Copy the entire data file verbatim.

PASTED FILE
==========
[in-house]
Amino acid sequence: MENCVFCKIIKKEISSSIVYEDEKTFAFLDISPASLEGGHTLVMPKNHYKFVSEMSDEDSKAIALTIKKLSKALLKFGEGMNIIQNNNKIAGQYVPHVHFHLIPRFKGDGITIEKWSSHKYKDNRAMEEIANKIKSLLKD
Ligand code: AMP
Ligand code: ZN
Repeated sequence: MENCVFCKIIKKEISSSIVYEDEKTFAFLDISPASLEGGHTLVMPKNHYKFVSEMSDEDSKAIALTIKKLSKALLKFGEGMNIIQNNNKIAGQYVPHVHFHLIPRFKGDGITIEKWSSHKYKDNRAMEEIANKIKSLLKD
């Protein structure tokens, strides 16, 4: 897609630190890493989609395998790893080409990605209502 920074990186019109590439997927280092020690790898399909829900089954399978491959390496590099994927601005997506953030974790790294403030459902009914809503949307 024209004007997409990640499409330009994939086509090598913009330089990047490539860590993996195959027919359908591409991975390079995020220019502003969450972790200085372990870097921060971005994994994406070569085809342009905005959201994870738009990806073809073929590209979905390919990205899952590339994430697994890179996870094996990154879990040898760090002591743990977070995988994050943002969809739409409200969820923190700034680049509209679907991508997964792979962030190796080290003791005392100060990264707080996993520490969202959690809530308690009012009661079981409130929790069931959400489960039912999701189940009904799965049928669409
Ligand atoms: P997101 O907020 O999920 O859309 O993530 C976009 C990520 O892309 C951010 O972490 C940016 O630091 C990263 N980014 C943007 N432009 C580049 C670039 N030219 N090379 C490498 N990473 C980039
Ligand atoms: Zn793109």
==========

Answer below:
[in-house]
Amino acid sequence: MENCVFCKIIKKEISSSIVYEDEKTFAFLDISPASLEGGHTLVMPKNHYKFVSEMSDEDSKAIALTIKKLSKALLKFGEGMNIIQNNNKIAGQYVPHVHFHLIPRFKGDGITIEKWSSHKYKDNRAMEEIANKIKSLLKD
Ligand code: AMP
Ligand code: ZN
Repeated sequence: MENCVFCKIIKKEISSSIVYEDEKTFAFLDISPASLEGGHTLVMPKNHYKFVSEMSDEDSKAIALTIKKLSKALLKFGEGMNIIQNNNKIAGQYVPHVHFHLIPRFKGDGITIEKWSSHKYKDNRAMEEIANKIKSLLKD
């Protein structure tokens, strides 16, 4: 897609630190890493989609395998790893080409990605209502 920074990186019109590439997927280092020690790898399909829900089954399978491959390496590099994927601005997506953030974790790294403030459902009914809503949307 024209004007997409990640499409330009994939086509090598913009330089990047490539860590993996195959027919359908591409991975390079995020220019502003969450972790200085372990870097921060971005994994994406070569085809342009905005959201994870738009990806073809073929590209979905390919990205899952590339994430697994890179996870094996990154879990040898760090002591743990977070995988994050943002969809739409409200969820923190700034680049509209679907991508997964792979962030190796080290003791005392100060990264707080996993520490969202959690809530308690009012009661079981409130929790069931959400489960039912999701189940009904799965049928669409
Ligand atoms: P997101 O907020 O999920 O859309 O993530 C976009 C990520 O892309 C951010 O972490 C940016 O630091 C990263 N980014 C943007 N432009 C580049 C670039 N030219 N090379 C490498 N990473 C980039
Ligand atoms: Zn793109």